(HOST) Some controversy still lingers as to whether Robert Peary was, in fact, the first person to reach the North Pole. But even if he was, he didn’t get there alone. Here’s commentator and Vermont Humanities Council Executive Director Peter Gilbert to tell you about his companion.
(GILBERT) It wasn’t that long ago, really, just a hundred years ago this Saturday that men may have reached the North Pole for the first time. They were Robert Peary, an African American named Matthew Henson, and four Inuit men — Ootah, Eginwah, Seegloo, and Ooqueah.
It’s been only in more recent decades that Peary’s African American companion has begun to get the attention – and credit – he deserves. Henson’s ability to speak Inuit and the essential skills he learned from the Inuit were critical to the expedition. He learned about the Inuit’s way of life, including their clothing, how to build igloos, and how to build and drive dog sledges (with the dogs running not lined up behind each other as they do in Alaska, but each dog on a separate tugline, spread out in the shape of a fan). Henson was enormously popular with the Inuit; the name they called him meant "Matthew, the Kind One."
Born a year after the end of the Civil War, Henson was the son of Maryland sharecroppers. Orphaned at 13, he went to sea. At 21, he met Lt. Robert Peary by chance, was hired as his manservant, and traveled with him on a surveying expedition to Nicaragua. Bright, brave, and hard-working, he didn’t remain Perry’s servant for long; Hansen soon became a valued companion.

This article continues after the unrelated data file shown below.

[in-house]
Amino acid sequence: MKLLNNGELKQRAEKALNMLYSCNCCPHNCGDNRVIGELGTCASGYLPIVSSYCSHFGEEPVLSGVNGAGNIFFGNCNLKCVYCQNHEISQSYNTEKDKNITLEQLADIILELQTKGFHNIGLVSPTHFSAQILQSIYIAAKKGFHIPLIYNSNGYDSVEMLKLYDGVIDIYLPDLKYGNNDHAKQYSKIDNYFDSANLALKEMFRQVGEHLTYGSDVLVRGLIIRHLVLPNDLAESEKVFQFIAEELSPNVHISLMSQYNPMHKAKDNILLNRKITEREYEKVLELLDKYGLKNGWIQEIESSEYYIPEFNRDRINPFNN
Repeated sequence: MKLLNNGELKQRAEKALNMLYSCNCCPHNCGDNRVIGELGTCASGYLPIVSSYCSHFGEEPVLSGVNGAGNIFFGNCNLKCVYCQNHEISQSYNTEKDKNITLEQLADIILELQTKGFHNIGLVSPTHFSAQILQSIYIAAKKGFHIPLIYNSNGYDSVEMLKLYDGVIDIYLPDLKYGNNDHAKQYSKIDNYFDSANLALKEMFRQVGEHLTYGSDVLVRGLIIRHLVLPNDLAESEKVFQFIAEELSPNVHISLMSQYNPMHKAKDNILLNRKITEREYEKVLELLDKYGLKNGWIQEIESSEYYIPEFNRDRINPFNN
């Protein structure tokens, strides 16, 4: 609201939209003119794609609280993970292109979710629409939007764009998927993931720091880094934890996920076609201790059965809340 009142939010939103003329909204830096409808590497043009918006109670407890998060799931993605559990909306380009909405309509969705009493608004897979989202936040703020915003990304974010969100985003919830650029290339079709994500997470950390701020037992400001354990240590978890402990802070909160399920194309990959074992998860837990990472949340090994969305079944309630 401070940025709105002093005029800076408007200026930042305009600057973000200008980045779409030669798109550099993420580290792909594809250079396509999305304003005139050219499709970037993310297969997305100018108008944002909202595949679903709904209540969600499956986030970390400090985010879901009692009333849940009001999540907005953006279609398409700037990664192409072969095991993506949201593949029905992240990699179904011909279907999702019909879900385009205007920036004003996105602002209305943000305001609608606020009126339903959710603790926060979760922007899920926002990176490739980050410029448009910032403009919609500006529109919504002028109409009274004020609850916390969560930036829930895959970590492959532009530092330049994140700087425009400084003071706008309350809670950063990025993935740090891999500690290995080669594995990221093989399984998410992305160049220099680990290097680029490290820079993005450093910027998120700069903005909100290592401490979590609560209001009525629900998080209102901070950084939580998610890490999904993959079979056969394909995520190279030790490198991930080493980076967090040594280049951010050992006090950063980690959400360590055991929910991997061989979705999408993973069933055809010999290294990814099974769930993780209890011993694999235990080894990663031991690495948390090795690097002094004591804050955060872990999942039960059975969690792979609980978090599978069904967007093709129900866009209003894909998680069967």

Shortly after their return from Central America, Peary invited Henson to accompany him on an expedition to northwest Greenland. Peary warned Henson of the dangers of the trip and noted that Henson’s African heritage – being what he called a "son of the Equator" would make the Arctic difficult for him. Henson accepted the invitation to go North, adding, "I think I’ll stand it as well as any man." It was just the first of many expeditions to the North that they would make together.
On their final expedition, Hansen’s dog team arrived at what may have been the Pole 45 minutes before Peary. They all took the requisite photos of themselves holding flags and dressed in bulky fur pants and hooded parkas, and then headed for home.
When they returned to the States, Peary was promoted to Rear Admiral and awarded a sizable pension. He was honored by Congress, the National Geographic Society, and countless others, but none of the honors he received even mentioned Matthew Henson.
But in the ‘forties and ‘fifties, Henson began to be honored, if not well-known: in 1954 President Eisenhower held a White House reception for him and his wife. When he died in 1955 at the age of 88, he was buried in Woodlawn Cemetery in the Bronx. But Harvard Professor S. Allen Counter led the effort to honor him as the "Co-Discoverer of the North Pole," and on April 6, 1988, exactly 79 years after he may have reached the Pole, Henson was reburied with full military honors beside Peary’s grave in Arlington National Cemetery.